The research team, comprised of Japanese and Chilean scientists, traveled by horseback and camped at Tyndall Glacier in Chile, collecting samples for analysis in a Tokyo laboratory. The team were surprised to find some bacteria in the stonefly gut were not present on the glacier surface. Not only was the bacteria absent from the surface of the Tyndall Glacier, but they were also distinct from bacteria catalogued in other glacier environments, indicating a symbiotic relationship between the Patagonian stonefly nymph host and its gut bacteria. The stonefly nymph provides an enriching gut environment and in turn the bacteria aids in the insect’s nutrition and material cycle of the glacier environment.
Insects and animals, including humans, host a variety of microorganisms in their digestive tracts. These microorganisms and other bacteria, called gut flora, help perform a variety of functions critical to the health of their host. For example, humans lack enzymes necessary to break down certain fibers, starches, and sugars. Our gut flora keeps us healthy and enables us to ingest a wide range of foods we would otherwise be unable to digest. Similarly, the stonefly’s gut community enables it to benefit from seemingly nutritionless cryoconite sediments.
According to Takumi Murakami, from Japan’s National Institute of Genetics and principal author of the study, glacier stonefly nymphs and their gut bacteria likely drive the decomposition of organic materials on the glacier. The gut bacteria-invertebrate symbiosis may even be a common phenomenon in glacier ecosystems beyond Patagonia. Understanding the role of high trophic level invertebrates, like the stonefly, and their bacteria in glacier ecosystems is key to understanding the big picture of glacier nutritional networks.
Japanese scientists have compiled a significant body of research on invertebrates and their gut flora, particularly those inhabiting glaciers. In 1984, Japanese researcher Shiro Kohshima documented a novel discovery on a visit to the Yala Glacier in Nepal; a cold-tolerant midge. Later he visited Patagonia to examine the glacier-indigenous insects of the region. Kohshima enlisted collaborators, who in turn brought their students, which has resulted in the present day team of glacier-insect specialists, including Murakami. Their diligence in studying glacier ecosystems has produced a prolific body of published work, helping fill knowledge gaps at the headwaters of organic decomposition.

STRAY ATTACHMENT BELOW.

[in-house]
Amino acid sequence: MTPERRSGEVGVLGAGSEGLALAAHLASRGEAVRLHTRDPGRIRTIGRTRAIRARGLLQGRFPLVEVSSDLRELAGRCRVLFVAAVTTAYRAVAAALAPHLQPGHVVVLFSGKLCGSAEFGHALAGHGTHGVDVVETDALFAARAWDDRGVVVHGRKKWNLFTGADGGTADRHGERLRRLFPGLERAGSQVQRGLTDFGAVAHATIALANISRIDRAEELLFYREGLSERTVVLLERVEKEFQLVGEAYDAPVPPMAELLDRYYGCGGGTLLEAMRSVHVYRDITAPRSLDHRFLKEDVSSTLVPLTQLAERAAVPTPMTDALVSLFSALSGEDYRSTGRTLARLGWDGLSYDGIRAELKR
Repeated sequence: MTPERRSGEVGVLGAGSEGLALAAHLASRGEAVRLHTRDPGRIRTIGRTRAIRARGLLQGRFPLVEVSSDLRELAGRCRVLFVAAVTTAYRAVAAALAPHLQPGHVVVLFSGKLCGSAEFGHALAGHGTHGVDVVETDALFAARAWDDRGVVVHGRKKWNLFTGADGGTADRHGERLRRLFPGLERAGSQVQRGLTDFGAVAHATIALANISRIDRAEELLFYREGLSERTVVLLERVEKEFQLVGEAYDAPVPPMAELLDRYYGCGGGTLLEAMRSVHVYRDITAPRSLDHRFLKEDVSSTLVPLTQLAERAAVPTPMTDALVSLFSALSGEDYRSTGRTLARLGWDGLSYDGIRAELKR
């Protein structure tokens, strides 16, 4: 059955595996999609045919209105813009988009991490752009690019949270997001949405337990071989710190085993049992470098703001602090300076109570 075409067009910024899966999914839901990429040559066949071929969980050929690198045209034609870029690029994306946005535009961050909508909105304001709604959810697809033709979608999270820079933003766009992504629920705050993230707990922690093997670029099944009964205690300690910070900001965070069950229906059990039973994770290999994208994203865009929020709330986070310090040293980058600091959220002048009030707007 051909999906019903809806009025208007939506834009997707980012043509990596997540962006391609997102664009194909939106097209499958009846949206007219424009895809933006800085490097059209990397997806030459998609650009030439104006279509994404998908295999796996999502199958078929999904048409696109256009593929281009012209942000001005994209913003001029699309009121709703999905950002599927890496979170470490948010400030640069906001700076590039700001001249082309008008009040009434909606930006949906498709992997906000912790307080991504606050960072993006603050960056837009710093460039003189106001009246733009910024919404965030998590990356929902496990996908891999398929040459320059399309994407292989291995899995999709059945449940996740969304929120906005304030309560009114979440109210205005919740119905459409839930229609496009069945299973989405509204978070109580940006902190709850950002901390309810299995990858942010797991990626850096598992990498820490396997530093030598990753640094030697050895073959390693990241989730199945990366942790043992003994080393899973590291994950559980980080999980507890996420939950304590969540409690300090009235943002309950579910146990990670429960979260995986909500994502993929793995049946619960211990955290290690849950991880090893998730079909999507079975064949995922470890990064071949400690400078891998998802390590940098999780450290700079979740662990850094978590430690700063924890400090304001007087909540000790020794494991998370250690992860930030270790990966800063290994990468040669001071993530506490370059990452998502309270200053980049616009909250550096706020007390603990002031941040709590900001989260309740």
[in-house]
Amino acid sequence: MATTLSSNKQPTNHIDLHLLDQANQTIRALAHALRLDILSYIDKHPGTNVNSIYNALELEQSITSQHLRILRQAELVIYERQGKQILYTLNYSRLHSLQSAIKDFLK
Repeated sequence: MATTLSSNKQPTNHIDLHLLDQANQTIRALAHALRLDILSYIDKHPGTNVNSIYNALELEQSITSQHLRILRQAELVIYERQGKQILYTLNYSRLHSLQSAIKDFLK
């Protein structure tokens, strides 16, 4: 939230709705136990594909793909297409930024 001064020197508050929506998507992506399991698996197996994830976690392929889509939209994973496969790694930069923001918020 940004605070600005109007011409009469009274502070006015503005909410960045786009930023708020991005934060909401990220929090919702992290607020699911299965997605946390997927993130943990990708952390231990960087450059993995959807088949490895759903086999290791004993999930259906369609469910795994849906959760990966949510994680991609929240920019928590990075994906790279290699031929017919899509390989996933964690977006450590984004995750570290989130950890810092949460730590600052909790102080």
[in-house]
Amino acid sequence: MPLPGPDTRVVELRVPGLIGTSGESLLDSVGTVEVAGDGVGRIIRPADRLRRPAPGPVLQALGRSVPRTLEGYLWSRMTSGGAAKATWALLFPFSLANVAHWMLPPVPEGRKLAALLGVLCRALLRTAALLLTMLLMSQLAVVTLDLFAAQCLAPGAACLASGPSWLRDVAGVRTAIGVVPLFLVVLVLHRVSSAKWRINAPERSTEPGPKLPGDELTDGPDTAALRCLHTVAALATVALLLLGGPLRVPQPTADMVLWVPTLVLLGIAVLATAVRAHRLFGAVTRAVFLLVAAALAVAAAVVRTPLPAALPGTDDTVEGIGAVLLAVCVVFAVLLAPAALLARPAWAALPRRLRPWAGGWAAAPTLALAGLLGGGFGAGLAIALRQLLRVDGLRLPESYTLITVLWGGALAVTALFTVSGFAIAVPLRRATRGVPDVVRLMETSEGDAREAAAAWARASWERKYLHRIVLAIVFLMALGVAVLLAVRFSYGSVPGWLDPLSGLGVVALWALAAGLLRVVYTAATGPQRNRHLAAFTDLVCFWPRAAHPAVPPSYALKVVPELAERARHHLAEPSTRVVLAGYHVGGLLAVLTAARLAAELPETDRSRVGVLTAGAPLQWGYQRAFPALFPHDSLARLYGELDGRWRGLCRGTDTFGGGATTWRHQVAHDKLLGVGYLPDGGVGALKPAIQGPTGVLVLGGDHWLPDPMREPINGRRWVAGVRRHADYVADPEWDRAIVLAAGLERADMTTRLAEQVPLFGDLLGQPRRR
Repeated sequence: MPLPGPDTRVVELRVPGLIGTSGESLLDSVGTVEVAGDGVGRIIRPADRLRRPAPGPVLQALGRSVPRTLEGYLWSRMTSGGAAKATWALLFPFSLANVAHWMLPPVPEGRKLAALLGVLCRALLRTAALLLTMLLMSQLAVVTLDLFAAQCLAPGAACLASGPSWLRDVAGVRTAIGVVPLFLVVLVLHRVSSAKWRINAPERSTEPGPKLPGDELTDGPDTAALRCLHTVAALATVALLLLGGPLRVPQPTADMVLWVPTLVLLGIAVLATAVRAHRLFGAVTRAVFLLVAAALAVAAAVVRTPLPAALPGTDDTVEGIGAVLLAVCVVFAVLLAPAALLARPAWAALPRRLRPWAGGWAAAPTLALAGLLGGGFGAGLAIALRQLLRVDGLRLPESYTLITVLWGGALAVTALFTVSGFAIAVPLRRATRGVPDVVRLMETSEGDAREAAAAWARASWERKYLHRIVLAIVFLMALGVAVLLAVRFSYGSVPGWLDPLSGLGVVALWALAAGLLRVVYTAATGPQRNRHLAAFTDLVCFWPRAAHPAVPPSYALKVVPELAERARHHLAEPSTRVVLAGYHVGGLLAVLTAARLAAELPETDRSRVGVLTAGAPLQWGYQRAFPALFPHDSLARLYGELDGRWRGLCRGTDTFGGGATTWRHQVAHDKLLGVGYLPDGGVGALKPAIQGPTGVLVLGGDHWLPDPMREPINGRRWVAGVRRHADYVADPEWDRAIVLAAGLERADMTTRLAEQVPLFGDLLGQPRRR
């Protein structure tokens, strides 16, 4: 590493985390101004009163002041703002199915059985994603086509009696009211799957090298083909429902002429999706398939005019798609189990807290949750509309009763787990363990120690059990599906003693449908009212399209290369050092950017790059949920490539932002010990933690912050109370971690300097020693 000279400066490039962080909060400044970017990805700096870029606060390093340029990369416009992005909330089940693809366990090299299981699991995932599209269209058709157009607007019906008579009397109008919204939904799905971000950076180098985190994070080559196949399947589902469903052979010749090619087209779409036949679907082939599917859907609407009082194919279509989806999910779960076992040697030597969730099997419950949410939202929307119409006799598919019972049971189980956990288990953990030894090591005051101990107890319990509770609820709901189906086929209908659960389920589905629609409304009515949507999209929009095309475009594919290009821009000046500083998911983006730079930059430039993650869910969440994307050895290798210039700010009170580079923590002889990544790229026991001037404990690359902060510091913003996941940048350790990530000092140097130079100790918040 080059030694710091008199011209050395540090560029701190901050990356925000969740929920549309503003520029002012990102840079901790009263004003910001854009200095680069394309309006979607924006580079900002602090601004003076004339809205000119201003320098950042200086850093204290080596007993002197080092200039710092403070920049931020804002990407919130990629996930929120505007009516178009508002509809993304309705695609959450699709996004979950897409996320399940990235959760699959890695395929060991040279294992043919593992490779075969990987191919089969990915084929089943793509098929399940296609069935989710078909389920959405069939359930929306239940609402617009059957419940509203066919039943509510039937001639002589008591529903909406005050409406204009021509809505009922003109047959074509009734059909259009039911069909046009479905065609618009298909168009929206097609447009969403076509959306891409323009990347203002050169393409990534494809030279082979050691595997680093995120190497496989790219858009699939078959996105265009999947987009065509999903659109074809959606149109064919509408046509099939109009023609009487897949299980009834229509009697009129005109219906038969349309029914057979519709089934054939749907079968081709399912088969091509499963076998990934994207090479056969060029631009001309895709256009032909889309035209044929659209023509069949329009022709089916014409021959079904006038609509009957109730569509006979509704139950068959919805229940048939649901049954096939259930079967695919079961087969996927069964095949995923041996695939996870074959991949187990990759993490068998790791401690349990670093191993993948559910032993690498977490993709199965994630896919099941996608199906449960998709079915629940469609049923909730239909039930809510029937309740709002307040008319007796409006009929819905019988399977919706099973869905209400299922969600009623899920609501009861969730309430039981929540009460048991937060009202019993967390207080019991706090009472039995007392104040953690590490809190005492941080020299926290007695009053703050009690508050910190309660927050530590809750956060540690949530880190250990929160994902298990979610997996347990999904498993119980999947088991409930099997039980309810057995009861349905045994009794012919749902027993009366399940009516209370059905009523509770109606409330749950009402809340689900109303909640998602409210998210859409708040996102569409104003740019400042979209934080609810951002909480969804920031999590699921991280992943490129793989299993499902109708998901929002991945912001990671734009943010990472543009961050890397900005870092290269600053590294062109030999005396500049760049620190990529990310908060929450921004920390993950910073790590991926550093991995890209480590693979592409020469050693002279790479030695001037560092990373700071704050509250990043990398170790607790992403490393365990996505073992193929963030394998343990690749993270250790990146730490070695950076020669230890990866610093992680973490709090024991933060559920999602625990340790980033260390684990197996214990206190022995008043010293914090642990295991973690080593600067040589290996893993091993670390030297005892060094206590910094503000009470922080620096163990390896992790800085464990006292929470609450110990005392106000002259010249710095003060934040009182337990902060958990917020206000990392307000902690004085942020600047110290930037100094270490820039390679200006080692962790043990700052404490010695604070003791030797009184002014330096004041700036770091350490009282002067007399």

Further underscoring the importance of the research, Murakami told GlacierHub, “Recent studies suggested that glacier ecosystems are the source of nutrition for downstream soil, river, and ocean ecosystems.” Were it not for the bacteria inhabiting the gut of the Patagonian Dragon, the organic matter would not be processed, and thus would not contribute to the glacier or downstream ecosystems.
Murakami adds, “Since glacier environments are susceptible to climate change, it is essential to accumulate the knowledge on the current glacier ecosystems for future studies, otherwise we will lose the opportunity.” Murakami’s concern is not unfounded. In the U.S., the stonefly is the poster child of understudied species that are quickly disappearing due to rapidly changing habitats. Petitions listing two species of stonefly under the Endangered Species Act are under consideration.
From Atmospheric Chemistry and Physics: “Muztagh Ata is located to the east of Pamir and in the north of the Tibetan Plateau. The ice core data provide important information for atmospheric circulation and climate change in Asia. Moreover, the climate in Muztagh Ata is very sensitive to solar warming mechanisms because it has a large snow cover in the region, resulting in important impacts on the hydrological cycle of the continent by enhancing glacier melt.”
Read more about black carbon in northern Tibet here.
Microscopic Crustaceans at Risk in Patagonian Fjords
From Progress in Oceanography: “Glacial retreat at high latitudes has increased significantly in recent decades associated with global warming. Along Chile’s Patagonian fjords, this has promoted increases in freshwater discharge, vertical stratification, and the input of organic and inorganic particles to fjords.”
Read more about the effects of glacial retreat on Patagonian crustaceans here.
Melting Greenland Ice Sheet Contributes to Sea Level Rise
From The Cryosphere: “Mass loss from the Greenland Ice Sheet (GrIS) has accelerated since the early 2000s, compared to the 1970s and 1980s, and could contribute 0.45–0.82m of sea level rise by the end of the 21st century. Recent mass loss has been attributed to both a negative surface mass balance and increased ice discharge from marine-terminating glaciers.”
The GlacierHub News Report is a bi-monthly video news report that features some of our website’s top stories. This week, GlacierHub News is featuring an assessment of the environmental impact of tourism in Tibet, deforestation on Mt. Kenya, cryoacoustics, and the adventures of a Filipino world traveler.
This week’s news report features: